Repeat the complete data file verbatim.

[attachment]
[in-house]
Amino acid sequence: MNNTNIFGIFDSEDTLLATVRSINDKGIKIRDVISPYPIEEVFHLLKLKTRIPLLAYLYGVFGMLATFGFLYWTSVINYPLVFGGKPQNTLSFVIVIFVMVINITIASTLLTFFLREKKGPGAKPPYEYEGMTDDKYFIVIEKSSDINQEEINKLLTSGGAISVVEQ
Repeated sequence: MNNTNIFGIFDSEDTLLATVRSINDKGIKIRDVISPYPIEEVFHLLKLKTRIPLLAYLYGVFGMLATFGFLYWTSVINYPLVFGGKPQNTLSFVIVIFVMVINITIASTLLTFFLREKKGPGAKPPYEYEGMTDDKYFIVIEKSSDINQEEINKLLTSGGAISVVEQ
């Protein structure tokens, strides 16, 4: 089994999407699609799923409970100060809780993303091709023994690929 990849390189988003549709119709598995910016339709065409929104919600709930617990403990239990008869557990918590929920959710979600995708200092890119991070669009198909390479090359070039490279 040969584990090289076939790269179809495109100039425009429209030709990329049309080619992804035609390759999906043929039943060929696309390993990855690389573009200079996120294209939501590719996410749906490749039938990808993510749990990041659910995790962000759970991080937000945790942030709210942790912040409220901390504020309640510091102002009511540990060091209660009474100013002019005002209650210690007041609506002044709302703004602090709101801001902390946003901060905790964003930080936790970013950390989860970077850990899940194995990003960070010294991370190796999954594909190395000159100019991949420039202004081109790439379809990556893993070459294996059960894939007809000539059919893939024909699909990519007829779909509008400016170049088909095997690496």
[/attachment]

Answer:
[in-house]
Amino acid sequence: MNNTNIFGIFDSEDTLLATVRSINDKGIKIRDVISPYPIEEVFHLLKLKTRIPLLAYLYGVFGMLATFGFLYWTSVINYPLVFGGKPQNTLSFVIVIFVMVINITIASTLLTFFLREKKGPGAKPPYEYEGMTDDKYFIVIEKSSDINQEEINKLLTSGGAISVVEQ
Repeated sequence: MNNTNIFGIFDSEDTLLATVRSINDKGIKIRDVISPYPIEEVFHLLKLKTRIPLLAYLYGVFGMLATFGFLYWTSVINYPLVFGGKPQNTLSFVIVIFVMVINITIASTLLTFFLREKKGPGAKPPYEYEGMTDDKYFIVIEKSSDINQEEINKLLTSGGAISVVEQ
């Protein structure tokens, strides 16, 4: 089994999407699609799923409970100060809780993303091709023994690929 990849390189988003549709119709598995910016339709065409929104919600709930617990403990239990008869557990918590929920959710979600995708200092890119991070669009198909390479090359070039490279 040969584990090289076939790269179809495109100039425009429209030709990329049309080619992804035609390759999906043929039943060929696309390993990855690389573009200079996120294209939501590719996410749906490749039938990808993510749990990041659910995790962000759970991080937000945790942030709210942790912040409220901390504020309640510091102002009511540990060091209660009474100013002019005002209650210690007041609506002044709302703004602090709101801001902390946003901060905790964003930080936790970013950390989860970077850990899940194995990003960070010294991370190796999954594909190395000159100019991949420039202004081109790439379809990556893993070459294996059960894939007809000539059919893939024909699909990519007829779909509008400016170049088909095997690496």